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A Week of Contrasts
Submitted by Pam on Mon, 04/20/2009 - 17:37
Trilliums are blooming!
We just returned from spending a few days in central Oregon along the John Day River looking for basalt flows containing pockets filled with zeolites. As you can readily see from this photo of the river, there is very little in that part of Oregon except...
Although nearly the whole of Oregon is covered in basalt, only a little of it contains zeolite-filled pockets, and most of that is near the John Day river.
Nevetheless, we came home with a carload of sparkling little pockets to sort through! Should keep us entertained for a while!
This beautiful old homestead has been in our host's family for over a hundred years. I love how the house and barns are nestled in a draw with views of the mountains in all directions. I have been told that in a couple months, these fields will be a sea of wildflowers. We are hoping to return - I can't turn down a sea of wildflowers!
I had to get a shot of this beautiful old barn.
Buttercups, protected in a little rock shelter were the only sign of Spring to be seen!
Our host took us hiking to visit the teepee he erected on his property several years ago for Summer camp-outs. We weren't prepared for the snow to begin falling, but I love how the teepee looks with snow dusting the fence and ground.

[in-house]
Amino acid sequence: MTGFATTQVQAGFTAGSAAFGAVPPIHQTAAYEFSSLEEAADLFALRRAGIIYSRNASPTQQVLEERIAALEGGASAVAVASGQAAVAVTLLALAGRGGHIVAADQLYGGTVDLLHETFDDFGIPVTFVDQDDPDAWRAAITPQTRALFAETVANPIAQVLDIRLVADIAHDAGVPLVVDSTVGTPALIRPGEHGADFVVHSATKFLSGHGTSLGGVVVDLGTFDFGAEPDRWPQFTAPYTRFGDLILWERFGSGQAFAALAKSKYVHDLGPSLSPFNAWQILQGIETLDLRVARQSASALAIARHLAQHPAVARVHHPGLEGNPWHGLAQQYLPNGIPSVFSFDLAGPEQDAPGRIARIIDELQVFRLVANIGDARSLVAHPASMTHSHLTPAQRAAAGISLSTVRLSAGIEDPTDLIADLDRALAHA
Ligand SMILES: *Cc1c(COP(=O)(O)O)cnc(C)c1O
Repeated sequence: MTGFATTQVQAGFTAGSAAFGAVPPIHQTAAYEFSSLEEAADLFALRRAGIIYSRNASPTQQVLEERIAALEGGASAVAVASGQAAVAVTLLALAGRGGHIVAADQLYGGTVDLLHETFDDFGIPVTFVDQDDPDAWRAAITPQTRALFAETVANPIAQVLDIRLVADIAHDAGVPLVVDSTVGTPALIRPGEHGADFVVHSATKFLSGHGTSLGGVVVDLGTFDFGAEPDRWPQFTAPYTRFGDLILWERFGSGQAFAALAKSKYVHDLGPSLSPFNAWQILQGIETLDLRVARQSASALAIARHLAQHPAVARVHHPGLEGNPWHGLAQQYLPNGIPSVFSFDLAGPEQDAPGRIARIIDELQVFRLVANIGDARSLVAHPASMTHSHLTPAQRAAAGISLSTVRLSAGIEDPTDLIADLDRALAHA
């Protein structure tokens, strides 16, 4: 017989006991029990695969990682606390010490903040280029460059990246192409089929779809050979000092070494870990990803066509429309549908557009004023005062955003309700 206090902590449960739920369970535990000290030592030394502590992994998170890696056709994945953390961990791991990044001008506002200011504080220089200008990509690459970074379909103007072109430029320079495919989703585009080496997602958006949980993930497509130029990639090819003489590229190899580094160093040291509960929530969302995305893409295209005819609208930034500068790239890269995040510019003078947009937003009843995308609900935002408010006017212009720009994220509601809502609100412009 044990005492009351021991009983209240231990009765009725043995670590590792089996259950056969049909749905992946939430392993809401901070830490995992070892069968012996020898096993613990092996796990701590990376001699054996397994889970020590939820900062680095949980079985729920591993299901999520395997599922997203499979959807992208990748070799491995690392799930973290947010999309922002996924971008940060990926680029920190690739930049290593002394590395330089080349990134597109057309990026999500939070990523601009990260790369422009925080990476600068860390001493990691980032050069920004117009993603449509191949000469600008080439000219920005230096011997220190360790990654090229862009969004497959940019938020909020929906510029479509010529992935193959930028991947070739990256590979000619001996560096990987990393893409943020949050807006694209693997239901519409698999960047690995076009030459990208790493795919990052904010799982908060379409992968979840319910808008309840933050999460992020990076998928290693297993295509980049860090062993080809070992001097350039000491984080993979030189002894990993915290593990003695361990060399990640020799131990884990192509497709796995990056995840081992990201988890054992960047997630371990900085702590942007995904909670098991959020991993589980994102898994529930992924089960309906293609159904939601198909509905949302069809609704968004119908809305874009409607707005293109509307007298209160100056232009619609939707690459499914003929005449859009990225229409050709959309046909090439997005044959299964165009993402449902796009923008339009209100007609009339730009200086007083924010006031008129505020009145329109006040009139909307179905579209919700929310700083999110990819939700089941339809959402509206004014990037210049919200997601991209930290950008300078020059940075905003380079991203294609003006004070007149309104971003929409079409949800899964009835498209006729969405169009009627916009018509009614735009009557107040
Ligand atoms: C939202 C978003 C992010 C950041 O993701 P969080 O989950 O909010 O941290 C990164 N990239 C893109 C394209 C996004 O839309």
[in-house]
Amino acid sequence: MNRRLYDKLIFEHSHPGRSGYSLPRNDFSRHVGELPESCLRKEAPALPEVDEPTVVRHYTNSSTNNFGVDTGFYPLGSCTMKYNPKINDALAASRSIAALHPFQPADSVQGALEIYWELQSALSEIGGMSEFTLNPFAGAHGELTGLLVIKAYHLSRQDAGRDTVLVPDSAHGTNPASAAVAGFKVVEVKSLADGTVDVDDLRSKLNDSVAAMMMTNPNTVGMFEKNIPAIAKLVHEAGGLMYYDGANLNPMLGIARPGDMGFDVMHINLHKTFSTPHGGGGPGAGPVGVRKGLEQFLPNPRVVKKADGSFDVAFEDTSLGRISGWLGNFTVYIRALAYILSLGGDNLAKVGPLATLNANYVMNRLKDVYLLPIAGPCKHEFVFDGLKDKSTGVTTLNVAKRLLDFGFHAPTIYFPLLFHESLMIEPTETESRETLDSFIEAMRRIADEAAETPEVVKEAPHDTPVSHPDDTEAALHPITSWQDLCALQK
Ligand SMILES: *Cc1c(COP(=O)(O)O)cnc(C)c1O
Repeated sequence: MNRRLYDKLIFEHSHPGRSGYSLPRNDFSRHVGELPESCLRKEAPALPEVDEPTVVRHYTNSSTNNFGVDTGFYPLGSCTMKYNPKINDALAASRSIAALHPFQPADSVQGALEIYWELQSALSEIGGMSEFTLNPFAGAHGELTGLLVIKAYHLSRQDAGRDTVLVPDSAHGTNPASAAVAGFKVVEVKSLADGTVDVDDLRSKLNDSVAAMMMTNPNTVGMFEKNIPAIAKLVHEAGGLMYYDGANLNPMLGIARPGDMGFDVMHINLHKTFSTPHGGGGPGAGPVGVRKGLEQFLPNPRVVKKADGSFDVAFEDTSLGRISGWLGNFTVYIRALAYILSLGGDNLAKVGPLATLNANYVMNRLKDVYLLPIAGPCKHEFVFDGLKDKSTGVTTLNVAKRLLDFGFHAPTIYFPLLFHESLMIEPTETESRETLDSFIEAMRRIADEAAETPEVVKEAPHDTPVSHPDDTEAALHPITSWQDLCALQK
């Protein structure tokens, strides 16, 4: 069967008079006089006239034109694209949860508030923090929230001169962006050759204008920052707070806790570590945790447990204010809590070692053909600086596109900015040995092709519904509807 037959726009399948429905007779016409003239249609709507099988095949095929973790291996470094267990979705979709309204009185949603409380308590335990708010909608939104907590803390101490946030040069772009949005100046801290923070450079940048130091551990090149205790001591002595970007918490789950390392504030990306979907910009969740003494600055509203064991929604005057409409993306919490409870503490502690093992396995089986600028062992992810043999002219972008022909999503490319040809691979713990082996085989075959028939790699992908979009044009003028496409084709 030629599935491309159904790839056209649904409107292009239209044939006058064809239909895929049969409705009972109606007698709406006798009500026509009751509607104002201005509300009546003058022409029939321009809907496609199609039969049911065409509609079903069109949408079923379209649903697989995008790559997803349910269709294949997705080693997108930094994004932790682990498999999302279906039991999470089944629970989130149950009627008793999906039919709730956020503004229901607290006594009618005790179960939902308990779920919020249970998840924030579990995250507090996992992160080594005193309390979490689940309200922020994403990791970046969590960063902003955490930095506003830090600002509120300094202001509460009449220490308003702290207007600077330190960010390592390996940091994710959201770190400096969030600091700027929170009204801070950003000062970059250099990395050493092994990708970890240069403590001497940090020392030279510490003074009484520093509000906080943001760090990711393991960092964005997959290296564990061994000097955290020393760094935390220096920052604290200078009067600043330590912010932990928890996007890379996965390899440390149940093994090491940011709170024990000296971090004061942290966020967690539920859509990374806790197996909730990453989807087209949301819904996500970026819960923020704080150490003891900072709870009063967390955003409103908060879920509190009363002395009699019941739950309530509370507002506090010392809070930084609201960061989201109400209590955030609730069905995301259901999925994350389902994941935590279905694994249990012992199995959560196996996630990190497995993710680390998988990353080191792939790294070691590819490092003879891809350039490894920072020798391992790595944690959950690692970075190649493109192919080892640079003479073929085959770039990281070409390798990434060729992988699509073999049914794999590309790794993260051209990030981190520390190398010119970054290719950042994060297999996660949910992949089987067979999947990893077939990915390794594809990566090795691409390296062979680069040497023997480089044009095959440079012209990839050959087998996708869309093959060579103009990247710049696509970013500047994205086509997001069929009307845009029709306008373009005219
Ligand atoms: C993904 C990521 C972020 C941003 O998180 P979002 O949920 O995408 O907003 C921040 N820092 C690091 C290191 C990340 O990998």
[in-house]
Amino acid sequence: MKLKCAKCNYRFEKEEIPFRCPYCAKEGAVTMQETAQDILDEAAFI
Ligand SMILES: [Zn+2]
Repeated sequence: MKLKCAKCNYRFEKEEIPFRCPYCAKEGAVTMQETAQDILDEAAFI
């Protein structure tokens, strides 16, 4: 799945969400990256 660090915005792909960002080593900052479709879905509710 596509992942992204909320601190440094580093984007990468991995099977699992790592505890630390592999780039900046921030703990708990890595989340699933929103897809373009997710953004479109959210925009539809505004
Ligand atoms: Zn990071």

Since the forecast promised more (lots more) snow, we grabbed our gear and our rocks and headed back home before the roads became impassable.
Snow followed us most of the way home. This little beggar was cold and soaking wet but still looking for a handout from anyone stopping for a quick "rest stop" break.
Ohhhhh... thank you, thank you kind sir.
Three days later the temperature rose to 70 degrees and we immediately headed out to our favorite walking trail near our home. The fruit trees, their flowering time delayed nearly two weeks by the unusually cold weather, literally exploded into full bloom.
The pussy willows, which up until that day had remained tight little furry balls, likewise exploded! And, by the way, that is real blue sky behind the pussy willow branches.
This was the first time we have seen the turtles out this year. Can't you just feel how warm and content they are as they sit on their favorite log soaking up the rays!
Trilliums are carpeting the deeply shaded forest floor.
Here's a closer shot! The air is heavy with their fragrance on warm days.
Trout lillies (also known as fawn lillies) prefer the deep shade under the fir trees. Along with the trilliums, their appearance is a clear sign that Spring is here!
Ribbon snakes are also a sure sign of Spring's arrival. This little guy was stretched out from head to tail on the warm trail but slithered quickly to the edge to hide as we approached.
This quiet marshy pond is the perfect place for Mom and Dad Mallard to start a family. Mom's napping on her nest while Dad's searching for a snack among the grasses and new pond iris.
Aaaaahhhhh. Wild pond iris! The ponds are just full of fresh, green leaves and flower spikes; and in about two weeks, they will look like this!
Spring has officially, begun! Finally!